[7:39] this goes up to over 200mA, and when we’re running the face detection code,
[7:43] it goes up to over 300mA. This kind of goes against our original goal of trying to reduce power
[7:49] consumption. The PiN camera also starts to get quite warm when we run them continuously.
[7:55] We can see this by looking at it with my infrared camera. I have to say, I absolutely
[7:59] love this gadget. It was quite expensive, but it’s now one of my favorite toys.
[8:04] So why not combine everything together in one awesome package?
[8:08] We’ll use the radar detector to see if anyone is near the mirror. If there is,
[8:12] then we’ll use the camera to detect if there’s motion in front of the mirror.
[8:16] And then we’ll use the OpenCV face detection code to see if there’s a face in front of it,
[8:20] and finally, only if there’s a face present, we’ll power on the screen.
[8:25] We’ll kick off the face recognition as a background job to see who the person is.
[8:29] We want to have anonymous access to the mirror so we can show it off to any visitors.
[8:33] I’ll use this very simple state machine to control all of this.
[8:36] We’ll start off in idle mode, waiting for the radar detector to fire.
[8:40] We can do this in a really power efficient way using interrupts.
[8:44] When the motion sense of fires, we’ll switch into movement detection mode.
[8:48] This will run the camera along with our simple motion detection algorithm.
[8:52] If there’s movement, then we’ll switch into face acquisition mode.
[8:55] This will run the OpenCV face detection code at full speed.
[8:59] If we detect a face, we’ll switch into active mode.
[9:01] This will power on the screen and try to recognize who the face belongs to.
[9:06] We’ll then just grab a frame every second and use the OpenCV code to make sure there’s
[9:10] still someone looking at the mirror.
[9:12] If we don’t see a face for more than 5 seconds and the motion detector says there’s no motion,
[9:16] we’ll power off the screen and drop back into idle mode.
[9:20] So does it actually work?
[9:21] Well, as with most things, the answer is a qualified yes.
[9:25] I’ve hooked up the camera and I’m running my simple state machine.
[9:29] In idle mode, the screen is off.
[9:31] We walk near the mirror and detect motion with the radar sensor.
[9:35] And then we confirm the movement with the camera and detect the face.
[9:39] The screen turns on and we even manage to recognize the face.
[9:42] That’s pretty amazing.
[9:43] It does work.
[9:45] When we walk away, the screen eventually turns off.
[9:48] So are we actually saving any power?
[9:50] I’ve hooked up my USB power meter and used it to trigger the 12 volts needed by the mirror.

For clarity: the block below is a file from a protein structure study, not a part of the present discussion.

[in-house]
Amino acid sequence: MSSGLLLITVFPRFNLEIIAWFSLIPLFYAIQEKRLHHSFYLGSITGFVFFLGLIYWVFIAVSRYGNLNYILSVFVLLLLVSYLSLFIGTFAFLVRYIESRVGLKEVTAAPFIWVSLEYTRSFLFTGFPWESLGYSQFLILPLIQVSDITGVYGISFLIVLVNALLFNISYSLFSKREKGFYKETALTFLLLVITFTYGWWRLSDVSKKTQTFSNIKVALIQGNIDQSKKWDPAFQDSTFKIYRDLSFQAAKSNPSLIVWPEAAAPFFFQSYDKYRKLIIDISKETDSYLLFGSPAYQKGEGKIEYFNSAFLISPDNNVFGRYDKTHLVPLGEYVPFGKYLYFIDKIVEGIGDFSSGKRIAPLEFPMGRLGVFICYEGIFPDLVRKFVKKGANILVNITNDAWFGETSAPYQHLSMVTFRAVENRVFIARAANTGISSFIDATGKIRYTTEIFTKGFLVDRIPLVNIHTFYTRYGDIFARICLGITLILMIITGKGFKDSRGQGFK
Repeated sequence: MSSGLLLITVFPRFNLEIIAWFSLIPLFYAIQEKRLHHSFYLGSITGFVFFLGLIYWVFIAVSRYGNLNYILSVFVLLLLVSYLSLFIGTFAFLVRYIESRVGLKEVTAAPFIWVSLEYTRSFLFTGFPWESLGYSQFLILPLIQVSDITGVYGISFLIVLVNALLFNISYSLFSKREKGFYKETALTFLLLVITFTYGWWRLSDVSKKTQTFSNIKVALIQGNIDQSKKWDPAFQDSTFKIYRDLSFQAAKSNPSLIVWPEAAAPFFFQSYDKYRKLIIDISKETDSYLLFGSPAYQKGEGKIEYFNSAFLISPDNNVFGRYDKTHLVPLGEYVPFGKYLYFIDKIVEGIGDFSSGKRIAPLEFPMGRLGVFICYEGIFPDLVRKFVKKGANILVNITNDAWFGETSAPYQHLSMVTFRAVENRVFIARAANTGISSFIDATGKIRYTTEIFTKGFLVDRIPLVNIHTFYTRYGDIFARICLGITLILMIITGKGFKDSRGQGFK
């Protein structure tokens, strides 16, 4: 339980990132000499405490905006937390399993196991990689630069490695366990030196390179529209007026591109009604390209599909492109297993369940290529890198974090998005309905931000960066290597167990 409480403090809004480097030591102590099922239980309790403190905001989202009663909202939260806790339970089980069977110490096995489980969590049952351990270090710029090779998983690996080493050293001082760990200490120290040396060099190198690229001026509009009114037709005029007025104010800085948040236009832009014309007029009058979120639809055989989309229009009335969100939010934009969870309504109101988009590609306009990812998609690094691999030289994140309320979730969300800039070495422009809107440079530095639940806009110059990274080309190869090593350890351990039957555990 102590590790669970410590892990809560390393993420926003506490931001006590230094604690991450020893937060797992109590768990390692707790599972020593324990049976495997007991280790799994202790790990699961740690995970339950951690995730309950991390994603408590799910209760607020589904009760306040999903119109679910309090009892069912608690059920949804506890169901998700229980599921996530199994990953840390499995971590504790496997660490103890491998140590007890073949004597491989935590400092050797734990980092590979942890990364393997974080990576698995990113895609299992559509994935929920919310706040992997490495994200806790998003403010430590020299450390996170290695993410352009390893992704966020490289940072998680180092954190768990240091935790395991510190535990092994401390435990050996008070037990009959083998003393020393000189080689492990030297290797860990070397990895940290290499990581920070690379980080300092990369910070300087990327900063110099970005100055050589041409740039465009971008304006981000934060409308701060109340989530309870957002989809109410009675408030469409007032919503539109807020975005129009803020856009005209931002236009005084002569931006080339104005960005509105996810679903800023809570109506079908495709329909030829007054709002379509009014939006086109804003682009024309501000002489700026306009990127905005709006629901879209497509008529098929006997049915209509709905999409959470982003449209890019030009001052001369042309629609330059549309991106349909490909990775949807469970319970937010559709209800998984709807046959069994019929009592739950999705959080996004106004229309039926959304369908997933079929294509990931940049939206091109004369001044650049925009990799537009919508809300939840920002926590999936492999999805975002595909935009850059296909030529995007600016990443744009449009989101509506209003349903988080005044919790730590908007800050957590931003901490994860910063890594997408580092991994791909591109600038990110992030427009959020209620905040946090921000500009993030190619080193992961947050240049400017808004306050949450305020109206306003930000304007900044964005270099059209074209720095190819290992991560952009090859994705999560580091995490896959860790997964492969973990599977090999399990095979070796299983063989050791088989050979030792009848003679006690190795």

[9:55] We can see that in idle mode, we are just using around 150 mA.
[9:59] When we switch the camera on and start image processing, we go up to around 350 mA.
[10:04] And then, when the screen powers up, we hit almost 700 mA.
[10:09] When we drop back into idle mode, the current consumption goes down to about 400 mA.
[10:14] And then the screen briefly wakes up and then goes into standby mode.
[10:18] Once the screen is in standby mode, we drop back down to around 150 mA.
[10:24] So that’s pretty good.
[10:25] We’ve come from around 600 mA all the time, down to around 150 mA most of the time.
[10:30] So we’re running at about 25% the original power consumption.
[10:34] Not bad at all.
[10:35] But as I said, it’s a qualified yes.
[10:37] There are some issues.
[10:38] The camera is behind the half-silvered mirror, so a lot of the light is being blocked.
[10:42] The image processing all works on a bright day, but it struggles quite a bit at night,
[10:46] even with all the lights turned on.
[10:47] We could install a motion-activated light, or we could use infrared LEDs to eliminate the face
[10:52] and use the camera with no IR filter.
[10:54] But this seems slightly over the top.
[10:55] There’s also an issue with how long the screen takes to turn on.
[10:58] It takes around 1 or 2 seconds for the screen to wake up from standby mode.
[11:02] This is pretty quick, but it is noticeable.
[11:05] So at the moment, my feeling is the full system is not quite ready for production.
[11:09] So I’m just going to use the motion sensor while I work on improving it.
[11:13] Well in all though, a pretty interesting project.
[11:15] Let me know what you think in the comments.
[11:17] And since you’re here, why not check out the original Magic Mirror video.
[11:20] It’s pretty interesting.